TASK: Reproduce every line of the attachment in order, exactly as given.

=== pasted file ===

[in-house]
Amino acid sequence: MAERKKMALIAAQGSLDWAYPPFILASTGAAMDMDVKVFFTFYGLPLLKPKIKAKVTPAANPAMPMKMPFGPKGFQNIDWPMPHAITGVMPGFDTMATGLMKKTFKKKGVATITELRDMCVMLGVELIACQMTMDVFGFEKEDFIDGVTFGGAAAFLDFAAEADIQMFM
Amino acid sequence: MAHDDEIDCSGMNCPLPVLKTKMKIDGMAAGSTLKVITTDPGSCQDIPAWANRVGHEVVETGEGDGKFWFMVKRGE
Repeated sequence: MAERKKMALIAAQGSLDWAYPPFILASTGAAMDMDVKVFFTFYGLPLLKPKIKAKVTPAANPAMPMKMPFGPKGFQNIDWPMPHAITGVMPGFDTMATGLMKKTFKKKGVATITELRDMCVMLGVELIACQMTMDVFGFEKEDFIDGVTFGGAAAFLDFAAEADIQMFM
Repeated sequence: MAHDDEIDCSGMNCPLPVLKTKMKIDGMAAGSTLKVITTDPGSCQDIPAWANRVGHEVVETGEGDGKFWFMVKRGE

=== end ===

[in-house]
Amino acid sequence: MAERKKMALIAAQGSLDWAYPPFILASTGAAMDMDVKVFFTFYGLPLLKPKIKAKVTPAANPAMPMKMPFGPKGFQNIDWPMPHAITGVMPGFDTMATGLMKKTFKKKGVATITELRDMCVMLGVELIACQMTMDVFGFEKEDFIDGVTFGGAAAFLDFAAEADIQMFM
Amino acid sequence: MAHDDEIDCSGMNCPLPVLKTKMKIDGMAAGSTLKVITTDPGSCQDIPAWANRVGHEVVETGEGDGKFWFMVKRGE
Repeated sequence: MAERKKMALIAAQGSLDWAYPPFILASTGAAMDMDVKVFFTFYGLPLLKPKIKAKVTPAANPAMPMKMPFGPKGFQNIDWPMPHAITGVMPGFDTMATGLMKKTFKKKGVATITELRDMCVMLGVELIACQMTMDVFGFEKEDFIDGVTFGGAAAFLDFAAEADIQMFM
Repeated sequence: MAHDDEIDCSGMNCPLPVLKTKMKIDGMAAGSTLKVITTDPGSCQDIPAWANRVGHEVVETGEGDGKFWFMVKRGE